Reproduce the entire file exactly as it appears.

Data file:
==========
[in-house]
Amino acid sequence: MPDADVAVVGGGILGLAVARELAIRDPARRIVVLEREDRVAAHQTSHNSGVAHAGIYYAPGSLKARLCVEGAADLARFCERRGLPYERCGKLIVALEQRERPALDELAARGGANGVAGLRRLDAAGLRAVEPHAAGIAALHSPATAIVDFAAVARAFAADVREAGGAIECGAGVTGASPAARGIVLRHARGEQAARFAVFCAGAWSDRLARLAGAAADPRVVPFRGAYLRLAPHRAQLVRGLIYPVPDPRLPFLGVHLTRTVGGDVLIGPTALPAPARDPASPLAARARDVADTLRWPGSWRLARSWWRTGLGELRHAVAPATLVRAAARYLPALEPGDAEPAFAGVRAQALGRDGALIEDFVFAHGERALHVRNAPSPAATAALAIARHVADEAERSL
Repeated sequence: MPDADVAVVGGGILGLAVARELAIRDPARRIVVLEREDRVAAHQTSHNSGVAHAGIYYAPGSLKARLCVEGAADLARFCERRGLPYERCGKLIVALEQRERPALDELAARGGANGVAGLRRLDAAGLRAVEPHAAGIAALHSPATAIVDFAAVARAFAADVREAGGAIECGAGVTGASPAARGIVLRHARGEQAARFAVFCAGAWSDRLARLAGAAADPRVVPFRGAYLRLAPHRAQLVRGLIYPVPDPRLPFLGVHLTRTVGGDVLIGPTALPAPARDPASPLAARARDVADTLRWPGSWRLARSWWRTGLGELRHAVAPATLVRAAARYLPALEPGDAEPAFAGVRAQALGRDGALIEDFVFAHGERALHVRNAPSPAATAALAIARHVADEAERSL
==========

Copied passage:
[in-house]
Amino acid sequence: MPDADVAVVGGGILGLAVARELAIRDPARRIVVLEREDRVAAHQTSHNSGVAHAGIYYAPGSLKARLCVEGAADLARFCERRGLPYERCGKLIVALEQRERPALDELAARGGANGVAGLRRLDAAGLRAVEPHAAGIAALHSPATAIVDFAAVARAFAADVREAGGAIECGAGVTGASPAARGIVLRHARGEQAARFAVFCAGAWSDRLARLAGAAADPRVVPFRGAYLRLAPHRAQLVRGLIYPVPDPRLPFLGVHLTRTVGGDVLIGPTALPAPARDPASPLAARARDVADTLRWPGSWRLARSWWRTGLGELRHAVAPATLVRAAARYLPALEPGDAEPAFAGVRAQALGRDGALIEDFVFAHGERALHVRNAPSPAATAALAIARHVADEAERSL
Repeated sequence: MPDADVAVVGGGILGLAVARELAIRDPARRIVVLEREDRVAAHQTSHNSGVAHAGIYYAPGSLKARLCVEGAADLARFCERRGLPYERCGKLIVALEQRERPALDELAARGGANGVAGLRRLDAAGLRAVEPHAAGIAALHSPATAIVDFAAVARAFAADVREAGGAIECGAGVTGASPAARGIVLRHARGEQAARFAVFCAGAWSDRLARLAGAAADPRVVPFRGAYLRLAPHRAQLVRGLIYPVPDPRLPFLGVHLTRTVGGDVLIGPTALPAPARDPASPLAARARDVADTLRWPGSWRLARSWWRTGLGELRHAVAPATLVRAAARYLPALEPGDAEPAFAGVRAQALGRDGALIEDFVFAHGERALHVRNAPSPAATAALAIARHVADEAERSL